18. Bears no resemblance to the smarmy fraud that Roberto Benigni perpetrated in "Life Is Beautiful."
    • Wall Street Journal
  19. Quentin Tarantino's Kill Bill inflicts intolerable cruelty on its characters, and on its audience -- though I'd like to believe that there is no mainstream audience for what has already been described, quite correctly, as the most violent movie ever released by an American studio.
    • Wall Street Journal
  20. Full of life -- which is a very good thing to say about a story that turns on death -- wonderfully odd, and a gallery of perfect performances.
    • Wall Street Journal
  21. A surprisingly agile and delightfully warm romantic comedy.
    • Wall Street Journal
  22. A curious combination of strident preachment and smartly farcical thriller; it's heavy-handed and light-footed at the same time.
    • Wall Street Journal
  23. Ting's exploits grow ever more violent and repetitive, but a lot of Ong-Bak is very enjoyable.
    • Wall Street Journal
  24. The film benefits from three splendid performances: Toby Jones as Capote, an aggressively gay elf exuding a tosspot charm; Sandra Bullock as Nelle Harper Lee, a novelist who uses spoken words with quiet precision, and Daniel Craig as Perry, a deluded monster who is nonetheless forthright and strong.
  25. A long, slow slog through what could have been, and should have been, a more absorbing story.
    • Wall Street Journal
  26. The silliness of Jump Tomorrow takes your breath away, and I mean that as high praise.
    • 68 Metascore
    • 60 Critic Score
    The effect is a haunting vision of neediness, age and rejection.
    • Wall Street Journal
  27. Seldom has a film explored such exotica as Valentino's world -- the gowns, the galas, the villas, the private jets -- with such a sense of momentous drama behind the glitz.
  28. Doubt leaves none in one respect: John Patrick Shanley was the right person to direct this fascinating screen version of his celebrated play.
  29. The movie also fights for what it wants - to touch us in the course of entertaining us - and it succeeds, with its zinger-studded script that transcends clumsy mechanics and a spirited cast that includes Marisa Tomei as a nymphomaniacal middle-school teacher, and Jonah Bobo as a lovesick eighth-grader.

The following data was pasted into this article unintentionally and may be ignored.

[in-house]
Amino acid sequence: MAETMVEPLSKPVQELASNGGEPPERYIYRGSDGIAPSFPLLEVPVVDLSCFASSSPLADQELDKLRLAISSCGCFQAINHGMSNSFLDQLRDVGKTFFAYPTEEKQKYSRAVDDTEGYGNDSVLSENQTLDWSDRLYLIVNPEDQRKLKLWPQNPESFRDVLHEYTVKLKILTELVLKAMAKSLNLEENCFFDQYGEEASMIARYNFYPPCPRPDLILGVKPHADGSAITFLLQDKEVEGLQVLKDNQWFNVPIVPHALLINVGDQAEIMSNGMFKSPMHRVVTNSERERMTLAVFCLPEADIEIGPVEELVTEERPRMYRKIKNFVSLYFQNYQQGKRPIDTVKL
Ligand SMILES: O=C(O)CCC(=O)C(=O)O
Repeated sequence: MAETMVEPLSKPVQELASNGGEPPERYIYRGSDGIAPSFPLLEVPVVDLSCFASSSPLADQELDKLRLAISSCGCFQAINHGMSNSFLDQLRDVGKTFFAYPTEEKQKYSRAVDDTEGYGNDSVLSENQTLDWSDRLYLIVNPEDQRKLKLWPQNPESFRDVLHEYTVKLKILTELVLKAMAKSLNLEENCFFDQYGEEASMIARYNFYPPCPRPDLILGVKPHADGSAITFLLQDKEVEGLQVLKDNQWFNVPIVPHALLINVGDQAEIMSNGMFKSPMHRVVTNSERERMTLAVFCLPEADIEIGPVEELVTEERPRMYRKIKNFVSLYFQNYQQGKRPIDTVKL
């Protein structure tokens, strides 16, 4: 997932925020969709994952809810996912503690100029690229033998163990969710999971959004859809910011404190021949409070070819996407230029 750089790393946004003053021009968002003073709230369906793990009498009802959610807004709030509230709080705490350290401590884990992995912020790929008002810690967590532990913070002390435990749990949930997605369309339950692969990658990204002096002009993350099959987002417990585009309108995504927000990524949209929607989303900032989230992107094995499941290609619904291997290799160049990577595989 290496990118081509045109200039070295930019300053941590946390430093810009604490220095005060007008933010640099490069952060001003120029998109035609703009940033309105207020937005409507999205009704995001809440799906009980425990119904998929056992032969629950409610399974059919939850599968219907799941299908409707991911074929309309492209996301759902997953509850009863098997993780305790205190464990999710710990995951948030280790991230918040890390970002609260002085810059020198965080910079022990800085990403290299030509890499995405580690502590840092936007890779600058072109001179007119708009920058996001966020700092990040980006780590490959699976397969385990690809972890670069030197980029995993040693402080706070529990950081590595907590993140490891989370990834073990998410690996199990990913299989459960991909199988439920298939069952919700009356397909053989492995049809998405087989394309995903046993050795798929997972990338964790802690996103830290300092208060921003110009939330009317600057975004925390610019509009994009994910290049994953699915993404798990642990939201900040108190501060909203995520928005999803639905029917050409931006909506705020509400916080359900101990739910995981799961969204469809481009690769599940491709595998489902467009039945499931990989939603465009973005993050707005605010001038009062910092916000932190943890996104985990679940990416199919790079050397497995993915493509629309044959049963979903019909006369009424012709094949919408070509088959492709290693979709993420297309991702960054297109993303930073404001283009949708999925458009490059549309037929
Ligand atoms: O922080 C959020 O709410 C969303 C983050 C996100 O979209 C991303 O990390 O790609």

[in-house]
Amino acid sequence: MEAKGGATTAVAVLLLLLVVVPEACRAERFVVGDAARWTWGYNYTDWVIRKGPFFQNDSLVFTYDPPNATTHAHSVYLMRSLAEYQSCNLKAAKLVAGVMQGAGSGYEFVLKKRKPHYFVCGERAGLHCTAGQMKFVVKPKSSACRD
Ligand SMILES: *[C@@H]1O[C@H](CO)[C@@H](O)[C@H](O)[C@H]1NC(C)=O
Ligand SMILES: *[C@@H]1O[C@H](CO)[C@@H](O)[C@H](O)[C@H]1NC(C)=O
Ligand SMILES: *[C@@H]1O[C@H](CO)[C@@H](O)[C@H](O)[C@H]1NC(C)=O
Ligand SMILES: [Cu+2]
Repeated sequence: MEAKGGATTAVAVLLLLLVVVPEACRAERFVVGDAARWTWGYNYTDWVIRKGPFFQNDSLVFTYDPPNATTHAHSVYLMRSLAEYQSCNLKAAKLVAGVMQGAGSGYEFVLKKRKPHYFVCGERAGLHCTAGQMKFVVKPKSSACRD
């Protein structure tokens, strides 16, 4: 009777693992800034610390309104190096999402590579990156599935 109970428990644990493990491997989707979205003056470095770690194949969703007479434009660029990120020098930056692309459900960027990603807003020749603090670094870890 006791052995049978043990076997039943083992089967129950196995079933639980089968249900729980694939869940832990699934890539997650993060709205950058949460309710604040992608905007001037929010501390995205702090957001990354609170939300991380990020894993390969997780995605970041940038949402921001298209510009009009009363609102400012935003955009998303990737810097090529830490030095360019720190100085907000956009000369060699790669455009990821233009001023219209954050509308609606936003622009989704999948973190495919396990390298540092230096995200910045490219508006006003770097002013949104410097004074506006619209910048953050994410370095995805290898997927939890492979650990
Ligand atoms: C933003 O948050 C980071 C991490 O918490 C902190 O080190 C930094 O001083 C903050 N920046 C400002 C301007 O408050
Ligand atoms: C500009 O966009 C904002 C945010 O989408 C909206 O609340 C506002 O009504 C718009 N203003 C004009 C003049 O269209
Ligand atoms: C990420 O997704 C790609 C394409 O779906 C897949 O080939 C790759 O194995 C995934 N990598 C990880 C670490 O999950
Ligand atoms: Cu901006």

30. Shallow down inside, End of Watch is a music-video Frappuccino of quick cuts, sparkling banter, serial crises, grisly violence and tongue-jerk profanity. But the film is exciting, in its manipulative way, and exhausting.
  31. By the end I felt sure it was the most obsessively, graphically violent film I'd ever seen, but equally sure that Apocalypto is a visionary work with its own wild integrity. And absolutely, positively convinced that seeing it once is enough for one lifetime.
    • Wall Street Journal
  32. I never saw the original, but the sprightly remake couldn't be more delightful. As the ultra-suave Lawrence Jamison, Mr. Caine wears his hair and mustache Niven-like -- slicked down but never greasy. He manages to draw more laughs by merely reacting than most comics can pull out of a punchline. With his calculated coarseness, Mr. Martin is a perfect foil. Behind the scenes is former Muppet Man Frank Oz. He pulls the strings so deftly he never disturbs the froth. [15 Dec 1988, p.1]
    • Wall Street Journal
  33. The motion-capture animation is spectacular..Yet the action grows wearisome as it grinds on, and the film becomes a succession of dazzling set pieces devoid of simple feelings.
  34. The big difference is that "The Exorcist" took the nation by storm with fresh ideas and brilliant filmmaking. The Conjuring conjures with amped-up echoes of old ideas, and represents a bet that they still retain their creepy appeal for today's audience.
  35. Roger Donaldson's film is endearing in its own right as a celebration of a strong-willed eccentric, and memorable as a showcase for a brilliant actor in a benign mode.
    • Wall Street Journal